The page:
Tamahaki Kaunihera o Ngā Hapū
Re-building planned at ancient river marae
“Nā te punga i kawe ai ngā ngārehu a kāinga” –
It is the punga that carries the burning embers home.
Whānau belonging to an ancient Whanganui river marae are moving forward with plans to re-build.
Members of Te Whānau o Mangapāpapa and the hapū Ngāti Kāponga spent the weekend of November 7 and 8 at the remote marae. Accessible only by boat, Mangapāpapa is about 65km downstream from Taumarunui.
Building committee chair, Arthur Edmonds, said the remote location presents infrastructure challenges, including water supply and toilet systems. An engineer had been consulted. The first stage of development will include fencing, a water system, toilets and a temporary shelter. Stage 2 will include a kitchen and meeting house. The aim was to provide shelter, water and facilities for whānau, and to bring home the annual iwi river wānanga, the Tira Hoe Waka.
“The Tira usually stays upriver at the John Coull DOC hut, but we want our people back here to wānanga, to rest and to be at home where they belong,” Mr Edmonds said.
Rihi Ponga said she wanted Mangapāpapa to be a refuge.
“I look at those of us who have been involved in the Treaty Claims process, and I see how devastating that has been. We’re tired; I want this to be a place for us to come home and rest.”
Decisions needed to be supported by the whānau collectively, she said.
Robert (Boy) Cribb said whānau had been working with DOC to ensure re-generation of the ancestral kāinga can be supported.
“Following the Waitangi Tribunal’s Whanganui Land Inquiry report released last month, we can be confident our wāhi tapu will return to us at some point. For now, we must be realistic about what we can afford and achieve.”
Mr Cribb said it was good to see young people involved. A team, under the guidance of George Matthews, spent the weekend doing some groundwork and others cleared overgrowth earlier in the week.
“Thank you for getting us underway. This is well overdue, and I say to us all: don’t leave this as a dream – make this dream a reality. The team and the time is right. If we’re going to move, move together.”
George Matthews said it was time to start handing over the mantle.
“The challenge for us old ones is to ensure our young ones share our collective vision. We are all responsible to others. We are sitting here together sharing the same dream; the next generation is here, listening. This is a hard place – remote, inaccessible: we have to be resourceful, stop dreaming and just do it.”
Mr Matthews acknowledged the wairua (spirituality) of Mangapāpapa and pledged his support.
Whānau members, supported by kaumātua, stopped at Tieke Marae to remember those who re-established Tieke, and to acknowledge how the vision for Mangapāpapa emerged from what was achieved at Tieke.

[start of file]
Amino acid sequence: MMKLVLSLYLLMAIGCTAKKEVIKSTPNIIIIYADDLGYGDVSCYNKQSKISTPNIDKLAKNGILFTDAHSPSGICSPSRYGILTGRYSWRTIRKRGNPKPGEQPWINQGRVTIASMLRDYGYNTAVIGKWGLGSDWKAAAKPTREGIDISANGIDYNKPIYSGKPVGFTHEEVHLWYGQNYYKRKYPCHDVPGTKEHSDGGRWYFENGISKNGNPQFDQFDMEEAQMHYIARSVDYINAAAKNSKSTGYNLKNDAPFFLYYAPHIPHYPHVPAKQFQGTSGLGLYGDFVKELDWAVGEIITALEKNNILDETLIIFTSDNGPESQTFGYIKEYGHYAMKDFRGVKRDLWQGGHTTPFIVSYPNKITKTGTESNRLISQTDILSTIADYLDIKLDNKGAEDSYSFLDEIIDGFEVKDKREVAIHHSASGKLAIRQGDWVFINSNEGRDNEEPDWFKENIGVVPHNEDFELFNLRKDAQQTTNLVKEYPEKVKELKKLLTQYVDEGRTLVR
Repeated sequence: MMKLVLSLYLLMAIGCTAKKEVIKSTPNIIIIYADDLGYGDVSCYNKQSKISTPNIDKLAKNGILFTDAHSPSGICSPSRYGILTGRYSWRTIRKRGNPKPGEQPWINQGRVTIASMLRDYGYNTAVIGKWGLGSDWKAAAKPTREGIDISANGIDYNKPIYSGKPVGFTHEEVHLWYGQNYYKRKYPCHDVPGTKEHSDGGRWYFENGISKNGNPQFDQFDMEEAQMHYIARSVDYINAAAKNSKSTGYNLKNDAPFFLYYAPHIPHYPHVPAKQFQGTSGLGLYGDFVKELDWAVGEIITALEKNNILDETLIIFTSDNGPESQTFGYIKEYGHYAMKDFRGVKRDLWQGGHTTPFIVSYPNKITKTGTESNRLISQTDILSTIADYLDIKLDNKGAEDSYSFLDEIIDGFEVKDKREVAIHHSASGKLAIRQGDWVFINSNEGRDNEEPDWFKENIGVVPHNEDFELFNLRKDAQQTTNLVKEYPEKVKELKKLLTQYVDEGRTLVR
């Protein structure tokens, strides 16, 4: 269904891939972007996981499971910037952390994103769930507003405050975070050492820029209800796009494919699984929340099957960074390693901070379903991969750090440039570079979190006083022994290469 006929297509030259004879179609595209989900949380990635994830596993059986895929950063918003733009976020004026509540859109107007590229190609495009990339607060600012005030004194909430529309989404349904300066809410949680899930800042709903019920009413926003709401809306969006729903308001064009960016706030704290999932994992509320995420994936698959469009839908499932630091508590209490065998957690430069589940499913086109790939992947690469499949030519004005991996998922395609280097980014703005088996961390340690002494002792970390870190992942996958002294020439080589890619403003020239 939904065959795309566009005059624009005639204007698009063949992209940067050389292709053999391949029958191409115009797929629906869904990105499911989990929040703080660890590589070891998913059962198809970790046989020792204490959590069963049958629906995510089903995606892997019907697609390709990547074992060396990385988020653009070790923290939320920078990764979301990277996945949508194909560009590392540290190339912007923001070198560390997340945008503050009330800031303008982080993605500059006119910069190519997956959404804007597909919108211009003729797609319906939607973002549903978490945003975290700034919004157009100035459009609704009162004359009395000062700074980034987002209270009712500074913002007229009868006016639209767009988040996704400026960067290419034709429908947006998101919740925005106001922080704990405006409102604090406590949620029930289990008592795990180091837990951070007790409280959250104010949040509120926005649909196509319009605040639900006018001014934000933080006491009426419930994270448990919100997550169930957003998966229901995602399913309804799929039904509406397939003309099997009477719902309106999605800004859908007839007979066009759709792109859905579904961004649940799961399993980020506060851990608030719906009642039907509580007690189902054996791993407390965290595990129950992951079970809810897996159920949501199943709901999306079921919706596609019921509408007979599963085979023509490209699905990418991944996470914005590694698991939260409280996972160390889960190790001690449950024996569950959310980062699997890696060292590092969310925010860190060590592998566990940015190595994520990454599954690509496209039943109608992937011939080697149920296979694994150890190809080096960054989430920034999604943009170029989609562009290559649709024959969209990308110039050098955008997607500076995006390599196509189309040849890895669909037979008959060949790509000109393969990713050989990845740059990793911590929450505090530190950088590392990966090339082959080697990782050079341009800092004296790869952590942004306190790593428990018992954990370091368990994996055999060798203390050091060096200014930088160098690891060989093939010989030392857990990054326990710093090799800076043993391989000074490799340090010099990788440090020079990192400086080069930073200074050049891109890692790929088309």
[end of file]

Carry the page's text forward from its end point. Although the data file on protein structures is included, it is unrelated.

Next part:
Paora (Baldy) Haitana, chair of Tamahaki Kaunihera o Ngā Hapū, told whānau the ahi kaa (burning fire) was carried from Tieke to Mangapāpapa. It was now time to re-connect with the land and complete the work.
Hokio Ngātaiērua-Tinirau said he supports the vision.
“The whakatauki Nā te punga i kawe ai ngā ngārehu a kāinga (It is the punga that carries the burning embers home) speaks of leaving the humble punga to carry the aspirations and determination of the hapū from one place to the next. Our kāinga hold our kōrero, and I acknowledge our kāinga all the way down the river for making me what I am.”
Tommy Treanor remembered Tieke leaders now gone, including Larry Ponga, Mark Cribb and Temo Ponga and those who helped drive the dream to revive Mangapāpapa, including Paiki Johnson. He acknowledged the words Ko au te awa, ko te awa ko au (I am the river and the river is me) and also Ko au te ngāhere, ko te ngāhere ko tātou katoa (I am the forest and the forest is us all).
Uenuku chair Aiden Gilbert said Mangapāpapa was a model for the people. He remembered being there as a young man on the earliest iwi river trips when Harold and Minnie Haitana and others were occupying the marae to stop local authorities from taking land including Mangapāpapa.
“There is nowhere like it,” Mr Gilbert said. “Following Tieke in the 1990s, this was another place where Whanganui river Māori – Ngāti Kāponga – made a stand, where Uncle Harry as pou māngai (spokesperson) held the ground. Those efforts and that fight were the new beginnings of Mangapāpapa, those were the people who brought us back.
“I will always tautoko this place, and the vision to restore our shelter, our haven. The fires have been rekindled, and now we continue what’s been started.”